Food Safety Microbiology

Meng has made significant strides in the field of food safety microbiology, including innovative research in developing rapid molecular methods for detecting foodborne pathogens. In his lab, he is using advanced technology to answer questions related to the sources of foodborne pathogens and risk factors that contribute to foodborne illness. He works on the Food and Drug Administration’s GenomeTrakr project, which is the first network of laboratories to use the process of whole genome sequencing to rapidly identify foodborne pathogens. This information can in turn be accessed by researchers and public health officials for real-time analysis to significantly improve foodborne illness outbreak investigations and prevent further illness and death.

“We generate whole genome sequencing data and share that information with the public to provide timely information on foodborne pathogens that can be used to detect and trace outbreaks and identify the sources of foodborne illness like Salmonella and E.coli,” says Meng. “GenomeTrakr has gained a lot of recognition and made a big impact nationally and internationally. We are trying to enrich the database to really make the technology as useful as possible, and my lab is contributing to that process.”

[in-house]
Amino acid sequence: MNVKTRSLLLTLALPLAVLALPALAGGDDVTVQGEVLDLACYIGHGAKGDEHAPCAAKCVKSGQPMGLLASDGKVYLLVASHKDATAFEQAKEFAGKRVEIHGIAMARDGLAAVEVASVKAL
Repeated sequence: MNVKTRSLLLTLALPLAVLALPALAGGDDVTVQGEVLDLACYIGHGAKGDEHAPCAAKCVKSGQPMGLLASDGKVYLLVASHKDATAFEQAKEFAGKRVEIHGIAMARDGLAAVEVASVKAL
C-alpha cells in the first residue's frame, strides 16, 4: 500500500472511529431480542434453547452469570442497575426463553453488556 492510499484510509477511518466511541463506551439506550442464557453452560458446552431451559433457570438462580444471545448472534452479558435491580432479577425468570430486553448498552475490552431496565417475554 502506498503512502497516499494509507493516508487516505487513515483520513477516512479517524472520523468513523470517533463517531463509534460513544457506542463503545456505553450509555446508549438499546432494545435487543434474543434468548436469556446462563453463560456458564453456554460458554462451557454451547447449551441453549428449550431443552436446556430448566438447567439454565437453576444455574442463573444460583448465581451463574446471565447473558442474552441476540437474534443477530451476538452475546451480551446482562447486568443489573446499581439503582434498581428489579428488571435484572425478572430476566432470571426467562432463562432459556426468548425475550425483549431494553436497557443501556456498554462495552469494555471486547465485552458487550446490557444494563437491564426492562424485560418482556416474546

Meng is a professor of Nutrition & Food Science, but also the Director of the Joint Institute for Food Safety & Applied Nutrition (JIFSAN) and the Center for Food Safety & Security Systems (CFS3). Meng’s work at JIFSAN and CFS3 supports the Food and Drug Administration and the Food Safety Modernization Act, emphasizing the prevention of food safety-related problems before they occur. Through JIFSAN and CFS3, Meng and his teams have trained over 10,000 food safety professionals worldwide in over 50 countries.